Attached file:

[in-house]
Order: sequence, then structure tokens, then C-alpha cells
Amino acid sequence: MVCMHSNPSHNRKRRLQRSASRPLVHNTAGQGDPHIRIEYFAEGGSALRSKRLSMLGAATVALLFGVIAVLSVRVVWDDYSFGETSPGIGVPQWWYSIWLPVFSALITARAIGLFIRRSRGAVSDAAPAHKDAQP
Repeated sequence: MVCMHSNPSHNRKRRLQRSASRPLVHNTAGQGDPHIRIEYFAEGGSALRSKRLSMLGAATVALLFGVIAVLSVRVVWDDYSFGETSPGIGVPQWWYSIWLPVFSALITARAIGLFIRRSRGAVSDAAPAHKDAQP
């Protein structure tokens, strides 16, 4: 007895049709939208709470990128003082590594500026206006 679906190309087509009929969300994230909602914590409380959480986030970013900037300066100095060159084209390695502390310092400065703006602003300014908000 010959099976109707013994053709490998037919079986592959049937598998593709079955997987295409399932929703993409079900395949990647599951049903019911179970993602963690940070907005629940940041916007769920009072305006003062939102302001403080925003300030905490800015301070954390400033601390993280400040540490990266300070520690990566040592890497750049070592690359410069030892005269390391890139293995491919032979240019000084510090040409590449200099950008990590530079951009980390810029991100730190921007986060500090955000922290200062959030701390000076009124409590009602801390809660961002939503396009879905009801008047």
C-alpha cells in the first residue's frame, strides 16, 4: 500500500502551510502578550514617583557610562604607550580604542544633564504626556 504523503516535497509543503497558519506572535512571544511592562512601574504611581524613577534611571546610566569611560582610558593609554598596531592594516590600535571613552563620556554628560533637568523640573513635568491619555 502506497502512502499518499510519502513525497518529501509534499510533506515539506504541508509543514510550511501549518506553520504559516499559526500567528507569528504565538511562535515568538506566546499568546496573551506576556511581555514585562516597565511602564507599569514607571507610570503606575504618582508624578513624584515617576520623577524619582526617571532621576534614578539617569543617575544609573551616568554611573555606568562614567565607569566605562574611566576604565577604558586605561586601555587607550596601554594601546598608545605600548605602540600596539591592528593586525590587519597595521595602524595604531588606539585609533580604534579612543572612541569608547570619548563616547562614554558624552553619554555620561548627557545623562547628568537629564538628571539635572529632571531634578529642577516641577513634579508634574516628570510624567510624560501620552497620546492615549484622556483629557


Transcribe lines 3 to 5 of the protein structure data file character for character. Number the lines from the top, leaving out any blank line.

Amino acid sequence: MVCMHSNPSHNRKRRLQRSASRPLVHNTAGQGDPHIRIEYFAEGGSALRSKRLSMLGAATVALLFGVIAVLSVRVVWDDYSFGETSPGIGVPQWWYSIWLPVFSALITARAIGLFIRRSRGAVSDAAPAHKDAQP
Repeated sequence: MVCMHSNPSHNRKRRLQRSASRPLVHNTAGQGDPHIRIEYFAEGGSALRSKRLSMLGAATVALLFGVIAVLSVRVVWDDYSFGETSPGIGVPQWWYSIWLPVFSALITARAIGLFIRRSRGAVSDAAPAHKDAQP
């Protein structure tokens, strides 16, 4: 007895049709939208709470990128003082590594500026206006 679906190309087509009929969300994230909602914590409380959480986030970013900037300066100095060159084209390695502390310092400065703006602003300014908000 010959099976109707013994053709490998037919079986592959049937598998593709079955997987295409399932929703993409079900395949990647599951049903019911179970993602963690940070907005629940940041916007769920009072305006003062939102302001403080925003300030905490800015301070954390400033601390993280400040540490990266300070520690990566040592890497750049070592690359410069030892005269390391890139293995491919032979240019000084510090040409590449200099950008990590530079951009980390810029991100730190921007986060500090955000922290200062959030701390000076009124409590009602801390809660961002939503396009879905009801008047």